Clipping In, Clipping Out
Or, making decisions when expert advice is a mess of contradictions
For most of my life I rode cheapo bikes. I didn’t pay much attention to bike technology — I just bought the second-cheapest bike at the bike shop and rode away with it.
I knew that hard-core cyclists had all sorts of special gear. One of the main things they wore were cycling shoes with clips, which “clip in” to special pedals. I was told this is a much more efficient way to ride: Each leg can, on the upstroke, pull upwards a little bit. No movement is wasted!
It didn’t affect me. I had no such special gear. I just rode whatever cheap bike I’d bought, which had “flat pedals”. You didn’t clip into those; you just jumped on with whatever shoes you were wearing, and rode off. The way I figured it, who cares what the hardcore lycra-wearing cyclists were doing? They’d blast past me on their featherweight $5,000 carbon-fiber bicycles, vanishing into the distance like the Millennium Falcon.
Eh. Let ’em blast past me. I was just riding to meet a friend for drinks. I didn’t need the Serious Cyclist tech. I wasn’t a long-distance cycling freak, right?
But then I became a long-distance cycling freak.
How did that happen? Well I’ve blogged about this before, so you read it here!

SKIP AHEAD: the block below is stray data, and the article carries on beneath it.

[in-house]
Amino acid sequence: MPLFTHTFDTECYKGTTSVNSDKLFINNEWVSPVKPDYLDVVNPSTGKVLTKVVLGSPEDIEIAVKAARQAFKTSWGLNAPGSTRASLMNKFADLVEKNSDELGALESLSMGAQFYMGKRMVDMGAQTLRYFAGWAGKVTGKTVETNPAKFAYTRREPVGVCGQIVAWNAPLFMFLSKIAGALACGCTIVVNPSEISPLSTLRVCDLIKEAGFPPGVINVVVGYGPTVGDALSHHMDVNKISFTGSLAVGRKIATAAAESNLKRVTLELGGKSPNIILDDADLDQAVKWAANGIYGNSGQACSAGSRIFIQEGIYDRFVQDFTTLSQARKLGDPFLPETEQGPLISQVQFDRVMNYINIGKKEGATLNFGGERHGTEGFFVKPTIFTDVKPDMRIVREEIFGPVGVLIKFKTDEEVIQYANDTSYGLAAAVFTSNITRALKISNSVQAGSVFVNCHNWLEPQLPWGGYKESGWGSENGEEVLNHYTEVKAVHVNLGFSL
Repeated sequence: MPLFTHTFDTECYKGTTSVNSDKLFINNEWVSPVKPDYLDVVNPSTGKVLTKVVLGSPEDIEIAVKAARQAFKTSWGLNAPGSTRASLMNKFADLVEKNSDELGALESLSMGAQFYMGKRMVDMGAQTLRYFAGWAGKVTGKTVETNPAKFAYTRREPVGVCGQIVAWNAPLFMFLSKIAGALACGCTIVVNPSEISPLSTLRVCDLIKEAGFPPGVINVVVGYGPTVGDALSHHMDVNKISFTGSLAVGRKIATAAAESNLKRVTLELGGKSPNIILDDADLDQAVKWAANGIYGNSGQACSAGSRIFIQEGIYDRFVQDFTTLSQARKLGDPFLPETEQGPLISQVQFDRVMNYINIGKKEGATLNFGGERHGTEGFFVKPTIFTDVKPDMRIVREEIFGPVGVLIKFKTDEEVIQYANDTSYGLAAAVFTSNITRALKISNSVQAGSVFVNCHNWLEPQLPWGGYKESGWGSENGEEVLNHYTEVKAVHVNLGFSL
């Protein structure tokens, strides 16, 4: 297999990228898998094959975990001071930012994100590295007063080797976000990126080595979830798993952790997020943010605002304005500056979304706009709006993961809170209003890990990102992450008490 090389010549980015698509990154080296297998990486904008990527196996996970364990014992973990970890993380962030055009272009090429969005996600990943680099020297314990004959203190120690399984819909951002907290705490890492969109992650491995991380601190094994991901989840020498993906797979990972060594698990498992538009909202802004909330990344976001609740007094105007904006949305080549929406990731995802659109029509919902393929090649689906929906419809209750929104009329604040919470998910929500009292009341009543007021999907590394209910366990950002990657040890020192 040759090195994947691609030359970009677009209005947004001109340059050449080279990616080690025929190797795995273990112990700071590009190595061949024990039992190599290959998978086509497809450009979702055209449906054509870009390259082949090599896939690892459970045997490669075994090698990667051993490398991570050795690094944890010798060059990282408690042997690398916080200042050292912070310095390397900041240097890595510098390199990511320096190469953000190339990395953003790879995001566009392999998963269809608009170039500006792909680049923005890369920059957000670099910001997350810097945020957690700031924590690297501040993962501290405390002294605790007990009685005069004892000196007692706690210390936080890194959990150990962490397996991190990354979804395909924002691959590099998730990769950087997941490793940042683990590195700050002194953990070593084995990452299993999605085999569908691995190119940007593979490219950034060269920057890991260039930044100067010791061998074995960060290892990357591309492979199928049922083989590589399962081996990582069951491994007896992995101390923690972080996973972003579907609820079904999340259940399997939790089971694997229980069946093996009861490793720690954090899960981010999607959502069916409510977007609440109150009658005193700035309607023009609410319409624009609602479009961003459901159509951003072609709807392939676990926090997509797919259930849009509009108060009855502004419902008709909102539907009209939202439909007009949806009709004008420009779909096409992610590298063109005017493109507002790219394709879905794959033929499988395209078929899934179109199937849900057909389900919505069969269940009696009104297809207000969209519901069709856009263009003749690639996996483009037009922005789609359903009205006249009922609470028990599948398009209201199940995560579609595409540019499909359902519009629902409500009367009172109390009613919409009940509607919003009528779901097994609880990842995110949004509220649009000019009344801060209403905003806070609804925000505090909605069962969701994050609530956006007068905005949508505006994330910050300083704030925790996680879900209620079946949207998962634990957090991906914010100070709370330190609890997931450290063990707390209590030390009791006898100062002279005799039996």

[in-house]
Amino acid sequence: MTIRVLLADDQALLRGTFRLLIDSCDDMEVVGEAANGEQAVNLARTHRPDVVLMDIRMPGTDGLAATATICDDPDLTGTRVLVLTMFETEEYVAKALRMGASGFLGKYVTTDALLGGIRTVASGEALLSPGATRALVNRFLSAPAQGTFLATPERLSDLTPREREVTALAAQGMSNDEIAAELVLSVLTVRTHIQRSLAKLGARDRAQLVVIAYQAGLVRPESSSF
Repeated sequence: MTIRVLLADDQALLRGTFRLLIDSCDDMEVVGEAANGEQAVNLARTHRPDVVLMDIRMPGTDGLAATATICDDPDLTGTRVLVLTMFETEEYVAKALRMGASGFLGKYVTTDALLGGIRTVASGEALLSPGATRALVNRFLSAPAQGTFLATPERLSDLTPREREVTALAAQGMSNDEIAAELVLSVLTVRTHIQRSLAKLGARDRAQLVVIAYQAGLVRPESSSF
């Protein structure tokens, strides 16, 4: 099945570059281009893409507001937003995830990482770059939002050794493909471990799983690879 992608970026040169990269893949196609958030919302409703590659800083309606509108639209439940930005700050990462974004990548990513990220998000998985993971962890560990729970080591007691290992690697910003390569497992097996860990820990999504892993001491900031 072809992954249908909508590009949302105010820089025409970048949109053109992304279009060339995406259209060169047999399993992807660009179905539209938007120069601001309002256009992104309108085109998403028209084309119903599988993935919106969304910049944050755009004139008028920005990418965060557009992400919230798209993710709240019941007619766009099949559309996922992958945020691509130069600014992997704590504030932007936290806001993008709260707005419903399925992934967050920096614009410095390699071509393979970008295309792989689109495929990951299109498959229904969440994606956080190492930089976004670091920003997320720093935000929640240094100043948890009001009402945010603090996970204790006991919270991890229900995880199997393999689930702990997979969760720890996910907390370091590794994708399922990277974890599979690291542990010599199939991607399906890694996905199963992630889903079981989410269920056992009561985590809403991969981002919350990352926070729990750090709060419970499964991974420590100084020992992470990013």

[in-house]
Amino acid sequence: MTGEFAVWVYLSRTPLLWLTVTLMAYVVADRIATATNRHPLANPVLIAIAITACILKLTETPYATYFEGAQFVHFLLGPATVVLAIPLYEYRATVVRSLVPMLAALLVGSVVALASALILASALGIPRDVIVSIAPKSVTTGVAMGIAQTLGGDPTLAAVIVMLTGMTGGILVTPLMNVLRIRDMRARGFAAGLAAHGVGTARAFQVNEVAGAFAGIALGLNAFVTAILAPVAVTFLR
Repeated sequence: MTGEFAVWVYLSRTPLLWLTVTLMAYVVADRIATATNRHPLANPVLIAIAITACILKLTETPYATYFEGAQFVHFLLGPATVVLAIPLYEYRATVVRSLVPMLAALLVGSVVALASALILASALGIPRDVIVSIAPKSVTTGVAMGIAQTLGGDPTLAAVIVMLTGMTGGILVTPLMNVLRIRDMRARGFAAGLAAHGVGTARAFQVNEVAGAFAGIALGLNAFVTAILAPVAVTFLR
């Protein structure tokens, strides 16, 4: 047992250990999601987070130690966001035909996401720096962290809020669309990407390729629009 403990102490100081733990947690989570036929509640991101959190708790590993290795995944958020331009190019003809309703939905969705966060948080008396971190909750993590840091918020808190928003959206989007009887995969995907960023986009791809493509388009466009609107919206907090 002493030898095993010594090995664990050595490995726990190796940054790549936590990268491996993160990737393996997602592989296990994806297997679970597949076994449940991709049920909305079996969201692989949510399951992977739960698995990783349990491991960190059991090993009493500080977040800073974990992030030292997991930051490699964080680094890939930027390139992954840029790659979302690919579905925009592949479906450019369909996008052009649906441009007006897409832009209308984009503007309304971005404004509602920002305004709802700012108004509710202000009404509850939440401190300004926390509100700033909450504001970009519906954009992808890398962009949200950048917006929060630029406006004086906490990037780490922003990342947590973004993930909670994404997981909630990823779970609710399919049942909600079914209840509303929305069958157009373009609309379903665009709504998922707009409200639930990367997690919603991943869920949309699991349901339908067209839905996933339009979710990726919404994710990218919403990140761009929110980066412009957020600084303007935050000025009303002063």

But the tl;dr is …
… I grew up a monitor-tanned nerd who loathed sports and athleticism. I bicycled a lot, but just to, y’know, get around town. Then early COVID bumped my cycling up a notch; I’d ride dozens of miles a week so I could get around NYC without using the subway or rideshare cars. What’s more, a few years before COVID, my oldest son (in grade 5 at the time) got interested in doing Big Rides, so we’d do one every year — gradually increasing from 20 miles to 40 miles to 100 miles in a day. Going on these voyages with him, I began to discover I loved doing super-long cycling trips, such that by last summer he and I mounted a 450-mile voyage from Brooklyn to Montreal. Basically I somehow transmogriphied into a full-on damn athlete.
As a journalist and an environmentalist, I’d also become obsessed with micromobility — the possibility that America could increase how often people use smaller…